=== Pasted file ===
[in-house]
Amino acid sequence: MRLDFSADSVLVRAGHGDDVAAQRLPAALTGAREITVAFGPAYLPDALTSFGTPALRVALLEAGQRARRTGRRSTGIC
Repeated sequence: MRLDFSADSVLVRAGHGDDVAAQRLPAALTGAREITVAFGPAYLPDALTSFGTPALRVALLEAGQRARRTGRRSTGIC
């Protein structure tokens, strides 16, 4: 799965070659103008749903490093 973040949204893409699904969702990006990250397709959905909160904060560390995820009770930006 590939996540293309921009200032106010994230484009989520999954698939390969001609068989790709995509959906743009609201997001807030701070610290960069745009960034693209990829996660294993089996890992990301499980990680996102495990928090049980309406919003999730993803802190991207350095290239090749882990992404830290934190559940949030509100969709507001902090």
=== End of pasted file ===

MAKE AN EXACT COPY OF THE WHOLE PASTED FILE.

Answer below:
[in-house]
Amino acid sequence: MRLDFSADSVLVRAGHGDDVAAQRLPAALTGAREITVAFGPAYLPDALTSFGTPALRVALLEAGQRARRTGRRSTGIC
Repeated sequence: MRLDFSADSVLVRAGHGDDVAAQRLPAALTGAREITVAFGPAYLPDALTSFGTPALRVALLEAGQRARRTGRRSTGIC
């Protein structure tokens, strides 16, 4: 799965070659103008749903490093 973040949204893409699904969702990006990250397709959905909160904060560390995820009770930006 590939996540293309921009200032106010994230484009989520999954698939390969001609068989790709995509959906743009609201997001807030701070610290960069745009960034693209990829996660294993089996890992990301499980990680996102495990928090049980309406919003999730993803802190991207350095290239090749882990992404830290934190559940949030509100969709507001902090």